My brother and I finally made it to our lakeside hostel in the village of Iseltwald after sleepless hours on a plane, multiple train rides (one of which we had to jump off because of our invalid tickets...brings back memories of Romania), an impossible bus ride (I'm telling you this bus was NOT made for making the hairpin turns that it made), and an umbrella-less walk in the rain.  Here we are in all our jet-lagged glory:

The minute we entered our cramped, humid hostel room, I knew this was the kind of experience I was hoping to give Matt for his first European backpacking trip.  It was perfect.  Seven beds piled on top of each other in the space the size of a bread box, questionably stained linen, fogged up windows, and the putrid smell of something I've yet to identify.  Even better, I was the only girl, squished among a hoard of Korean boys who let their bodily functions run wild each of the four nights we stayed there.  Due to the aforementioned jet lag, I was barely functioning on only a few hours of sleep.  I do my best to avoid pill popping, but drastic times call for drastic measures.  Exedrin PM, baby.  On night two, I loaded up on my happy pill (come to think of it, maybe this is what's working for the Swiss) and prepped for a soundless slumber.

Well, of course that wouldn't happen because I'm in Europe...on drugs...so something is bound to go awry.  I woke up in the middle of the night, one pill for the worse, and saw who I thought to be my brother sleeping in a different bed.  "MATT!" I shouted, "that's not your bed!  Get out of there!"  The confused figure shot up to a sitting position and hesitantly said, "Oh, I thought this was my bed."  I rubbed my bleary eyes and stared at his outline for several seconds until I realized that he was in fact not my brother.  Didn't look a thing like him.  I didn't even say anything and just crashed back onto my pillow and fell back to sleep in about half a second.  The next morning I recalled the previous night's mishap and apologized to the poor guy for yelling at him.  Turns out his name is Matt, adding to the fun and confusion of it all.  Cheers, Exedrin PM!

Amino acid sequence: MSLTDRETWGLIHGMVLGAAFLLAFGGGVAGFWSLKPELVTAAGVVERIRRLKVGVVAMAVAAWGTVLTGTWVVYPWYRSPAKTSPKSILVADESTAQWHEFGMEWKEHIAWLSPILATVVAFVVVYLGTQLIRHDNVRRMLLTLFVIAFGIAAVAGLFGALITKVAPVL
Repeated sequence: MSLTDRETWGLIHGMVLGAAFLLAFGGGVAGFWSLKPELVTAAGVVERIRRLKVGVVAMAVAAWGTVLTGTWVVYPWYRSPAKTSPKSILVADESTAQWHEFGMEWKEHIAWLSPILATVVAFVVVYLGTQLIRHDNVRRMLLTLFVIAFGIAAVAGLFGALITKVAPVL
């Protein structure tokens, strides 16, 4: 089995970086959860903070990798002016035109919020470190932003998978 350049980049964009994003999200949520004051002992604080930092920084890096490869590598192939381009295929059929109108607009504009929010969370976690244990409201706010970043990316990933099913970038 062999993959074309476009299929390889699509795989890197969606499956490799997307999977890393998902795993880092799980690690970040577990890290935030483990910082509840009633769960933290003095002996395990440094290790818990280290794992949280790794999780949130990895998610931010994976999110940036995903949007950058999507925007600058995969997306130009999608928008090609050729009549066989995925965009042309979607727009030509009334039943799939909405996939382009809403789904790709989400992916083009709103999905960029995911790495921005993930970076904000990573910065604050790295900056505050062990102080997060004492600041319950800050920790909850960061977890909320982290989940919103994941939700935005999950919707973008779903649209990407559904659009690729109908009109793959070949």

Iseltwald.  Population: 20, including the cows.

Return of the Jedi Rover

Wow.  MASSIVE failure at keeping up Da Blog while I was Eurotripping.  Sorry guys.  I know all of you in Malaysia and Jordan and Brazil and Greece (you can't hide from me!  Blogger Stats tells me you're reading this!) were hanging by a thread for a month, aching to know what was on my mind.  Again, I apologize.  But not TOO apologetically.  Because internet cafes "across the pond" (as the Brits say) cost an arm and a leg and a first-born child.  And when I say I'm "backpacking" Europe, I really do mean that.  Unlike the cheaters who take their laptops.

So, this is where my blog will take a rare veer off course and become slightly travel-loggy.  I'll do my best to minimize the loggy-ness while still providing ample detail of the past month's adventures.  And I'll spare you having to read all about it in one giant, wordy post.  So stay tuned (this time I won't let you down) over the next few days and you'll get the whole of it.

Last but not least, I shall leave you with a "janky cartoon" (dedicated to you, Annie) that highlights some shenaniganizing that took place whilst in London.